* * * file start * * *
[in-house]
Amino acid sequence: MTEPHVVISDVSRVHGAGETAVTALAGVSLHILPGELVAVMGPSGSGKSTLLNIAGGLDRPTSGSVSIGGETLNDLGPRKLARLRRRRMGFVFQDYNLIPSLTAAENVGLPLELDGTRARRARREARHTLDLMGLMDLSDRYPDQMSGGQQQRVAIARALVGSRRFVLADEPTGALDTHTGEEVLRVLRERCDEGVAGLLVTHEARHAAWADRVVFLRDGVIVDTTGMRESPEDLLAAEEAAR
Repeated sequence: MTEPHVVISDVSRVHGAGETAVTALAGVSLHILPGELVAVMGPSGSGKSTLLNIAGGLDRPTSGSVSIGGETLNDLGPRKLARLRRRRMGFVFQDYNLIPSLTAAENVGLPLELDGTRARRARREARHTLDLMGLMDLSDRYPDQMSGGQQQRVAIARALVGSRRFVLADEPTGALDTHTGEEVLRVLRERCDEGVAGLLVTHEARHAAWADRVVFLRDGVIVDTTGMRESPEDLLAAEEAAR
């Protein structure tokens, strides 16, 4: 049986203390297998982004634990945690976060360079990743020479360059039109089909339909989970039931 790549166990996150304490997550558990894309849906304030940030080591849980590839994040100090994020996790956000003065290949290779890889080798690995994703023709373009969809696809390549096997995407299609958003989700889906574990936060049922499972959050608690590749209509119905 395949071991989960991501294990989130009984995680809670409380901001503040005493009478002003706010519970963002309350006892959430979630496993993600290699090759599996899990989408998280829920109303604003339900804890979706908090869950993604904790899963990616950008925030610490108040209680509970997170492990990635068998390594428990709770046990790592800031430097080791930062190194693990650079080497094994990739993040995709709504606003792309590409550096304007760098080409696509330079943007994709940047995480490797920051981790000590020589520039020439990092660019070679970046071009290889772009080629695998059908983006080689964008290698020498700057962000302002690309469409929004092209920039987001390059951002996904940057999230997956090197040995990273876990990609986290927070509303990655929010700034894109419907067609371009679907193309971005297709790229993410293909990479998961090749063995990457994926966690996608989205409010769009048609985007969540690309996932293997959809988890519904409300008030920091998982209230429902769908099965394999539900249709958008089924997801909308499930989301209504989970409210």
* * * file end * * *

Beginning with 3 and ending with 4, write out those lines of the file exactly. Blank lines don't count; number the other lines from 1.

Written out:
Repeated sequence: MTEPHVVISDVSRVHGAGETAVTALAGVSLHILPGELVAVMGPSGSGKSTLLNIAGGLDRPTSGSVSIGGETLNDLGPRKLARLRRRRMGFVFQDYNLIPSLTAAENVGLPLELDGTRARRARREARHTLDLMGLMDLSDRYPDQMSGGQQQRVAIARALVGSRRFVLADEPTGALDTHTGEEVLRVLRERCDEGVAGLLVTHEARHAAWADRVVFLRDGVIVDTTGMRESPEDLLAAEEAAR
């Protein structure tokens, strides 16, 4: 049986203390297998982004634990945690976060360079990743020479360059039109089909339909989970039931 790549166990996150304490997550558990894309849906304030940030080591849980590839994040100090994020996790956000003065290949290779890889080798690995994703023709373009969809696809390549096997995407299609958003989700889906574990936060049922499972959050608690590749209509119905 395949071991989960991501294990989130009984995680809670409380901001503040005493009478002003706010519970963002309350006892959430979630496993993600290699090759599996899990989408998280829920109303604003339900804890979706908090869950993604904790899963990616950008925030610490108040209680509970997170492990990635068998390594428990709770046990790592800031430097080791930062190194693990650079080497094994990739993040995709709504606003792309590409550096304007760098080409696509330079943007994709940047995480490797920051981790000590020589520039020439990092660019070679970046071009290889772009080629695998059908983006080689964008290698020498700057962000302002690309469409929004092209920039987001390059951002996904940057999230997956090197040995990273876990990609986290927070509303990655929010700034894109419907067609371009679907193309971005297709790229993410293909990479998961090749063995990457994926966690996608989205409010769009048609985007969540690309996932293997959809988890519904409300008030920091998982209230429902769908099965394999539900249709958008089924997801909308499930989301209504989970409210």